Paired associative stimulation improves hand function after non-traumatic spinal cord injury: A case series

Clin Neurophysiol Pract. 2019 Aug 13;4:178-183. doi: 10.1016/j.cnp.2019.07.002. eCollection 2019.


Objectives: Long-term paired associative stimulation (PAS) is a non-invasive combination of transcranial magnetic stimulation and peripheral nerve stimulation and leads to improved hand motor function in individuals with incomplete traumatic tetraplegia. Spinal cord injuries (SCIs) can also be induced by neurological diseases. We tested a similar long-term PAS approach in patients with non-traumatic neurological SCI.

Methods: In this case series, five patients with non-traumatic tetraplegia received PAS to the weaker upper limb 3 to 5 times per week for 6 weeks. Patients were evaluated by manual muscle testing (MMT) before and immediately after the therapy and at the 1- and 6-month follow-ups. Patients were also evaluated for spasticity, hand mechanical and digital dynamometry, pinch test and Box and Block test.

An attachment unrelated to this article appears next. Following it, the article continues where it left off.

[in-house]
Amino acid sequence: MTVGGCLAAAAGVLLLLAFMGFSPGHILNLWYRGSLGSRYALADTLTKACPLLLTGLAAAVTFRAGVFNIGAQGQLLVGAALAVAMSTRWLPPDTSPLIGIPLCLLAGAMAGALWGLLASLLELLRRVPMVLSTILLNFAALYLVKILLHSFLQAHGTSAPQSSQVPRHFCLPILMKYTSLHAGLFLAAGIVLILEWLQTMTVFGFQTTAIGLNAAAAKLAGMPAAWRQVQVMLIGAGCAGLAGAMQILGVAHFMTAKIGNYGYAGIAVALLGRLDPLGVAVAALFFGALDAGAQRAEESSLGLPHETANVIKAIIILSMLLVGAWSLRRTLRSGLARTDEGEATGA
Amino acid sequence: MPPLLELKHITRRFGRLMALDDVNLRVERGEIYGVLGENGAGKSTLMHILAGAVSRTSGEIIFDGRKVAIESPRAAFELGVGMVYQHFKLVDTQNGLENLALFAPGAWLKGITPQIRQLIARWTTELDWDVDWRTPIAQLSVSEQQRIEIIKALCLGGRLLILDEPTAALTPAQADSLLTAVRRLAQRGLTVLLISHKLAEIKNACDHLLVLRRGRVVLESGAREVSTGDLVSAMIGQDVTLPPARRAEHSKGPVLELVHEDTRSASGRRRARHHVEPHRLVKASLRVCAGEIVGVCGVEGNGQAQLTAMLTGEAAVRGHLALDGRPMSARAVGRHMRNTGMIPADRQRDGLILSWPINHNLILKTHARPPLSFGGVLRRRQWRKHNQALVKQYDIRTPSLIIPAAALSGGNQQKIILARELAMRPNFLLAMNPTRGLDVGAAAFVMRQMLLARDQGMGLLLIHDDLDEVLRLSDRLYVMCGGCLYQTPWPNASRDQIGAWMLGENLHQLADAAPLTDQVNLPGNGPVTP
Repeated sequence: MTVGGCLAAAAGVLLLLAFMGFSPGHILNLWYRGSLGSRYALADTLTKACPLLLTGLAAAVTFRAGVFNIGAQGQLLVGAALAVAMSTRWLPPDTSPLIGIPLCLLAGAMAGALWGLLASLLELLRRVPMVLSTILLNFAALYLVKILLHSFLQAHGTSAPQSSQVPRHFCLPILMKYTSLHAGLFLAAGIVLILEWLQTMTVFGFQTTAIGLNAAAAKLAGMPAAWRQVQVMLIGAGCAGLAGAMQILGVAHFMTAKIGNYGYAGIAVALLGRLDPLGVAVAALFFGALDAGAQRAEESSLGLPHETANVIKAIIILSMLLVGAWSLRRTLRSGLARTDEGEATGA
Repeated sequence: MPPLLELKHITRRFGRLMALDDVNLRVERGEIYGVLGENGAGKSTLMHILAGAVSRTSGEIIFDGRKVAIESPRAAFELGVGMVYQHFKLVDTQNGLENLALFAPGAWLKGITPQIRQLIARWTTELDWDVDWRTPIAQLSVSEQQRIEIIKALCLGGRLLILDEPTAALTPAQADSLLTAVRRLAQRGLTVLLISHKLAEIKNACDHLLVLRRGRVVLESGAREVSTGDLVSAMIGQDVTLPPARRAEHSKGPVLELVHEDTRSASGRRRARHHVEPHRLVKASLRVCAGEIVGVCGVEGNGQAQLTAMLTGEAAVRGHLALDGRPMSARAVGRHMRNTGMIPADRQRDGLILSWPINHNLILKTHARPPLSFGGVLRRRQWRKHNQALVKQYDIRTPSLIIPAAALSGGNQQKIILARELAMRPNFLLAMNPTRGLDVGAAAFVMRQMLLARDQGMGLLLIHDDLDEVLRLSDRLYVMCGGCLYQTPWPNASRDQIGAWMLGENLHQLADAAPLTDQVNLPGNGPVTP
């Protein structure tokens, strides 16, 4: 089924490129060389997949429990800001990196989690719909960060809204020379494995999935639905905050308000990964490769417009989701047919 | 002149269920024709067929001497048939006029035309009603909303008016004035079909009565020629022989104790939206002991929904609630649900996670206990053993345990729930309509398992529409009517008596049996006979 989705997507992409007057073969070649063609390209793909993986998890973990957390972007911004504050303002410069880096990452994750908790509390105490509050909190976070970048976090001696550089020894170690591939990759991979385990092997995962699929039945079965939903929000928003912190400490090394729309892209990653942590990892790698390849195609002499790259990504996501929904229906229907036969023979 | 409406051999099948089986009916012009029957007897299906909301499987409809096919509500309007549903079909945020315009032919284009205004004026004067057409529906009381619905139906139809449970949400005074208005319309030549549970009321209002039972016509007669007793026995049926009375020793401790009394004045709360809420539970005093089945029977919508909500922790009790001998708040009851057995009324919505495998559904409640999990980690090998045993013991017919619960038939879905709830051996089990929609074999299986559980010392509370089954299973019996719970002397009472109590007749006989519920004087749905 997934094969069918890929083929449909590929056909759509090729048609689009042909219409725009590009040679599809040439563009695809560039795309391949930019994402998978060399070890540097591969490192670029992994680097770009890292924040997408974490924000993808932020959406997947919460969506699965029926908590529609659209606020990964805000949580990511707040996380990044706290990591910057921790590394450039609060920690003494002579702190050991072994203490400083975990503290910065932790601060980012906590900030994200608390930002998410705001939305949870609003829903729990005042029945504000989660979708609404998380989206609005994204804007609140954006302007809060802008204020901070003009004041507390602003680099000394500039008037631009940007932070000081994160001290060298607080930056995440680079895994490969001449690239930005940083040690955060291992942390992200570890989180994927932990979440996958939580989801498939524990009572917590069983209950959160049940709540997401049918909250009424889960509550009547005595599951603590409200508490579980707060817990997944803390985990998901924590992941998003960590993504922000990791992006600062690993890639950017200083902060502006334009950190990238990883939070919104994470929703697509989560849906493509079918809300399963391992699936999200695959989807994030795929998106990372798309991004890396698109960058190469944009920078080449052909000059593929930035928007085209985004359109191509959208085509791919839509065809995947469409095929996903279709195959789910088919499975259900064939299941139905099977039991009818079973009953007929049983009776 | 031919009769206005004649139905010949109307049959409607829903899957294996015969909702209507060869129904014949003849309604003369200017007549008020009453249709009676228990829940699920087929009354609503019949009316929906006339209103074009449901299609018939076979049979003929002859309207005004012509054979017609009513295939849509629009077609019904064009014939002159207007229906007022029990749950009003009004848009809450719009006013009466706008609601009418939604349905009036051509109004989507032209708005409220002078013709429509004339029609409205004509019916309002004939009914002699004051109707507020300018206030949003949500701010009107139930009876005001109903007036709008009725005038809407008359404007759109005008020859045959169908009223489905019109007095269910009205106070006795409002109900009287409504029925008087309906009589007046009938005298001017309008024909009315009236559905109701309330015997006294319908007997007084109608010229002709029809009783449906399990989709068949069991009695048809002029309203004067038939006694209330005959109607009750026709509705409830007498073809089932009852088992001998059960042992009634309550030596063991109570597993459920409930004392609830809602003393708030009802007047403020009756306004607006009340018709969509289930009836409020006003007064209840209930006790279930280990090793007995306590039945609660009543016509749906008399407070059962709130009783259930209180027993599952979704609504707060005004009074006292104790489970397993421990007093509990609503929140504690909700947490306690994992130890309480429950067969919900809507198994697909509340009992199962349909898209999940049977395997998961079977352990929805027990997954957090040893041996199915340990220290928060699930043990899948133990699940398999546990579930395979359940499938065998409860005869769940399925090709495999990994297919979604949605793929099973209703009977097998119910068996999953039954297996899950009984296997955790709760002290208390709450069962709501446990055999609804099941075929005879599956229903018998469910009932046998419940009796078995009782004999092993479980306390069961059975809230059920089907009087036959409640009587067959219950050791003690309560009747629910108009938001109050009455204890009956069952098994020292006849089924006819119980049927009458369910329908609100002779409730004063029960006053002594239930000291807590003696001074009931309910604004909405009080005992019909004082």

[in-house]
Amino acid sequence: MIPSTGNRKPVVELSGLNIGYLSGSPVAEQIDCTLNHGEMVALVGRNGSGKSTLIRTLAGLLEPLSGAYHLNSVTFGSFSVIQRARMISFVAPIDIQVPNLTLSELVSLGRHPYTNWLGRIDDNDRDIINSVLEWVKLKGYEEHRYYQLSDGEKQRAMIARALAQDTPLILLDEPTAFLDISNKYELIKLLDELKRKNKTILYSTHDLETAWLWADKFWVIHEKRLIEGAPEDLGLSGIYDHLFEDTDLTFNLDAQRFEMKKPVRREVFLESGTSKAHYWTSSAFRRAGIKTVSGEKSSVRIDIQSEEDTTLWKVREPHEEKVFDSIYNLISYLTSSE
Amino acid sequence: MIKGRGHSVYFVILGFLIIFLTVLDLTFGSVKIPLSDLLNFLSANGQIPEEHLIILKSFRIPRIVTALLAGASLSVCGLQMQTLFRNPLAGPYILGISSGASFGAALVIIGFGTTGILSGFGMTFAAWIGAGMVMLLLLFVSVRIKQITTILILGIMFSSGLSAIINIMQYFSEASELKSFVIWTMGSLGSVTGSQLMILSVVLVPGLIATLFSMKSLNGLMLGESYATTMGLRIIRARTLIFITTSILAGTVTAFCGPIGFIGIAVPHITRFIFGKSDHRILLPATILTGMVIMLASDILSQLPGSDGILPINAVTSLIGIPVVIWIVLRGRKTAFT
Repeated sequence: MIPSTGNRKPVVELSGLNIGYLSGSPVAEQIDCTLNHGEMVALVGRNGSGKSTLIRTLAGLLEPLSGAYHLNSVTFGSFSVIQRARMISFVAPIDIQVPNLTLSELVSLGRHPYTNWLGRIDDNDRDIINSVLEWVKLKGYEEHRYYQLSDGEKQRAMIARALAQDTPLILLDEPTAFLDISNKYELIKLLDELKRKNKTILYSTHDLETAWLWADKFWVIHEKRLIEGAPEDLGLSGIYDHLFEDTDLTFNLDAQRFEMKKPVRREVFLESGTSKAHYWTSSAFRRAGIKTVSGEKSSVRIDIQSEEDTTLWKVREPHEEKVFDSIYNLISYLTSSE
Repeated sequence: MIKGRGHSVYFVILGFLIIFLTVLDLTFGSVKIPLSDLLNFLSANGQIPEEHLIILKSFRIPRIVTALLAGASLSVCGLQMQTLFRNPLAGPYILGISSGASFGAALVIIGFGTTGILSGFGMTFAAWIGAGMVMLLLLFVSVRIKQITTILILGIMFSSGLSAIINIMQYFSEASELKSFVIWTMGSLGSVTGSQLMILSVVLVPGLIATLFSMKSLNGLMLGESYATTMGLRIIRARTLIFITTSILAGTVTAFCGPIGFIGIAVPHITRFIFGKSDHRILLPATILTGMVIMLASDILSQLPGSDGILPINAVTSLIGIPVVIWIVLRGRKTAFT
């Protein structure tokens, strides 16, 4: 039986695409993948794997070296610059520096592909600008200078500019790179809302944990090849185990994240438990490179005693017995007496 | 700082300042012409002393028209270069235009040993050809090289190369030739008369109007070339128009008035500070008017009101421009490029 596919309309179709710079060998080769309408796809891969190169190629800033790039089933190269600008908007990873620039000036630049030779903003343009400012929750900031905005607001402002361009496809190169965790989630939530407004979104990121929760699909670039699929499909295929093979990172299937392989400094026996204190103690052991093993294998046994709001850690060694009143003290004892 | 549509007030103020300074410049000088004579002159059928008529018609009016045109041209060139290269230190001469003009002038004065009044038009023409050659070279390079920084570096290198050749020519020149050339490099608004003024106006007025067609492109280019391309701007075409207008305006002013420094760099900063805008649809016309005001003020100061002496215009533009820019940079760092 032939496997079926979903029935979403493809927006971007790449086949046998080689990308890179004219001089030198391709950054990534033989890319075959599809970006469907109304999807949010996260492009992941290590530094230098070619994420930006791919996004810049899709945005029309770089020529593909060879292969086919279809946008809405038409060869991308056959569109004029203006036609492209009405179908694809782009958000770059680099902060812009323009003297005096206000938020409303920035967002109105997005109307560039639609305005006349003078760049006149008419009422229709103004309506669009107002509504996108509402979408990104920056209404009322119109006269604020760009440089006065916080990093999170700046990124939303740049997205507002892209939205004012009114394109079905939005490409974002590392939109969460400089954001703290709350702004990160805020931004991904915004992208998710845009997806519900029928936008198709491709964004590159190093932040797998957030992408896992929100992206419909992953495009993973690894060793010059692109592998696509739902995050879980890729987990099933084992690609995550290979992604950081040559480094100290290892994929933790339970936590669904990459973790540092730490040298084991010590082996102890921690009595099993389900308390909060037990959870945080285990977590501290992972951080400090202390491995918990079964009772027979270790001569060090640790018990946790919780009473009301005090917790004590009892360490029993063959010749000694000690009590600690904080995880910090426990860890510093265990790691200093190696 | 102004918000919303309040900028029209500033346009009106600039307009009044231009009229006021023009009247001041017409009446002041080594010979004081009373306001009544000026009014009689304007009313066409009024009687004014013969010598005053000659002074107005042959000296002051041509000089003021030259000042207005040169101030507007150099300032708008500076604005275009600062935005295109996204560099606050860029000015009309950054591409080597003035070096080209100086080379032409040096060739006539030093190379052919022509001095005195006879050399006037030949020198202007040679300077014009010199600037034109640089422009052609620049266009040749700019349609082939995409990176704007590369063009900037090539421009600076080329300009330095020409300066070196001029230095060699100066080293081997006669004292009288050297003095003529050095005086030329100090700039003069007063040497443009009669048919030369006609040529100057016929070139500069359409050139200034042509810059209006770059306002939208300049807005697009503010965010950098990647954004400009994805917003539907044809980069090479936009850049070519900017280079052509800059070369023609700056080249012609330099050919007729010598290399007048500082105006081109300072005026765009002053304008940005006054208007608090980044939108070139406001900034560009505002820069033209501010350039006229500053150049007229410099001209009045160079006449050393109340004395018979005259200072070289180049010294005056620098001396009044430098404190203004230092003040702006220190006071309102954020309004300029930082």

Results: MMT values of all patients improved at all post-PAS evaluations. The mean ± standard error MMT increase was 1.44 ± 0.37 points (p = 0.043) immediately after PAS, 1.57 ± 0.4 points (p = 0.043) at the 1-month follow-up and 1.71 ± 0.47 points (p = 0.043) at the 6-month follow-up. The pinch test, digital dynamometry and Box and Block test results also improved in all patients.

Conclusions: Long-term PAS may be a safe and effective treatment for improving hand function in patients with non-traumatic tetraplegia.

Significance: This is the first report demonstrating the therapeutic potential of PAS for neurological SCI.

Keywords: Paired Associative Stimulation; Plasticity; Rehabilitation; Spinal Cord; Spinal cord injury; TMS.

Publication types

  • Case Reports